• The least games drawn in the 7 top leagues (3), tied with Borussia Dortmund and PSV Eindhoven (but those are 18 teams / 34 games leagues)
  • Balanced scoring distribution; only 2 players reaching double digits in the PL (Saka: 11, ESR: 10), 3 More players with double digit goal contribution (Odegaard, Martinelli, Lacazette)
  • We have 5 full (adult) internationals without playing a single minute for our first team in competitive games: Ballard (Northern Ireland), Hein (Estonia), Rekik (Tunisia), Flores (Mexico), Saliba (France)
  • Even though we didn’t win many more games or played more convincingly compared to the last few seasons, the chronology/distribution of our performance resulted in Arteta winning PL manager of the month twice this year – September and March – while the previous Arsenal MotM was Wenger back in 2015 (!) October (fun fact: Nuno Santo won this in August, but neither Conte, Klopp nor any MU managers won this season)
  • Decreased French and African contingent, while the Brazilian unit keeps getting bigger and younger.
  • Playing out from the back is established (albeit not always followed), however I couldn’t find data showing its superiority, and sometimes causes nervousness among players and spectators alike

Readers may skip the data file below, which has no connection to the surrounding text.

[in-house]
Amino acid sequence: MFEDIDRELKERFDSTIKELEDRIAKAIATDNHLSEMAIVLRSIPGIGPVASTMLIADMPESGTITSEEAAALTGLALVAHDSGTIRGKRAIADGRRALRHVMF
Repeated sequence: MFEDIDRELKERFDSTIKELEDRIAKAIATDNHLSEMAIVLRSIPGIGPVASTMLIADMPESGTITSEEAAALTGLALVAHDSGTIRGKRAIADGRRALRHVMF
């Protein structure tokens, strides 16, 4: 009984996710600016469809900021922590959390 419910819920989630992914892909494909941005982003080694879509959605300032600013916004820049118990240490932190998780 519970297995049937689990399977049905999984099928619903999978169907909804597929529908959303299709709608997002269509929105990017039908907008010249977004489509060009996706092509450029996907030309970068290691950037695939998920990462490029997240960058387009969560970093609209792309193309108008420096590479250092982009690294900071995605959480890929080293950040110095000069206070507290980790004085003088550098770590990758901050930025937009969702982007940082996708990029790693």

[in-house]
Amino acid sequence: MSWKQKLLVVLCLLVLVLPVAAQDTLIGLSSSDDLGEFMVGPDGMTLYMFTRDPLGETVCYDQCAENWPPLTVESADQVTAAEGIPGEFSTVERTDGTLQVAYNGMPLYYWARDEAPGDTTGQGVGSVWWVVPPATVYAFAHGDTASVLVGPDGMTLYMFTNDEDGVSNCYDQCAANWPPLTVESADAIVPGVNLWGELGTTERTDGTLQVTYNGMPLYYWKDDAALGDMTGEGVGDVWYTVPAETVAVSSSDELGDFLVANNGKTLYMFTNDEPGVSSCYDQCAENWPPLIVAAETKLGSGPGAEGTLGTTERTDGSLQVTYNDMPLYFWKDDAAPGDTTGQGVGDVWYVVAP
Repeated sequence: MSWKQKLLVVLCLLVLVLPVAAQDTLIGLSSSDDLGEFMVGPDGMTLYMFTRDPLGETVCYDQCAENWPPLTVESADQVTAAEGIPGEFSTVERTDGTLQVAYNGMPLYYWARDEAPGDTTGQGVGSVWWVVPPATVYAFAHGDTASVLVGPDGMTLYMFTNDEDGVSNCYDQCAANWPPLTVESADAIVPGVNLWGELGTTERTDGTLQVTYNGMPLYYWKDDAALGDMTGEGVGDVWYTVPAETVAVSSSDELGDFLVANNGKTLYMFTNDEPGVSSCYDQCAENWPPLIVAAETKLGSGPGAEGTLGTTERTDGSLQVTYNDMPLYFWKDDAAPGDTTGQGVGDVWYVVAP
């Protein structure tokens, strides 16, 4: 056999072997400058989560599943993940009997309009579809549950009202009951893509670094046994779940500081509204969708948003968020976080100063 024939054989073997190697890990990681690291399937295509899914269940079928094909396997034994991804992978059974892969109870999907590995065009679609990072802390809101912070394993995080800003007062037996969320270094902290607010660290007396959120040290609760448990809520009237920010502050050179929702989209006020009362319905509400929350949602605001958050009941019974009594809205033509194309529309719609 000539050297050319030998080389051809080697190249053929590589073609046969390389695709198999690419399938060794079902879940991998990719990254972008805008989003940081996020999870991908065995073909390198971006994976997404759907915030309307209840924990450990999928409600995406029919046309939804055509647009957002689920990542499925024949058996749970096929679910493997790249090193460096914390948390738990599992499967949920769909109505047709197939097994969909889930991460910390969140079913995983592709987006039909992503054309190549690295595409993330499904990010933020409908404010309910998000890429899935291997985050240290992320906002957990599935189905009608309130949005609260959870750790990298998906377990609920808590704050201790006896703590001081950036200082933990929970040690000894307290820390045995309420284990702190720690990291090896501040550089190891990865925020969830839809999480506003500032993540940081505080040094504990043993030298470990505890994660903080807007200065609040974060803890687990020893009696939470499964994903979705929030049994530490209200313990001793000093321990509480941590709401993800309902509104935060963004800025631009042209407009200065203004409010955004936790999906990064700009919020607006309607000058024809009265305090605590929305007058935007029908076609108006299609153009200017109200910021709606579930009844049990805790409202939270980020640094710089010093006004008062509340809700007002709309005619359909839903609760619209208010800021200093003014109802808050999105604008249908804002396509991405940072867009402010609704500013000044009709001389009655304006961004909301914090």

• We had the youngest squad of the league which is to be proud of, but not the academy lads adjusted the average but purchased young players, which is a bummer

The ugly:

  • We played 45 games in all competitions this season, the fewest since 1988/89.
  • Missed out on the Champions League and finishing below Spurs 6 times in a row.
  • Uncharacteristic poor run in domestic cups.
  • Academy players were given a shameful and pathetic 79 competitive minutes.
  • Players sent out for loan or exiled seldom (if ever) get the second chance to prove themselves.
  • Only 3 games the entire season with an xG of 3 or higher (Cicero, look away!!!): Aston Villa (H), Leeds (A), Everton (H), and the last one being a gift.
  • Lack of  long-term thinking prevented form-timing, hence winning critical games.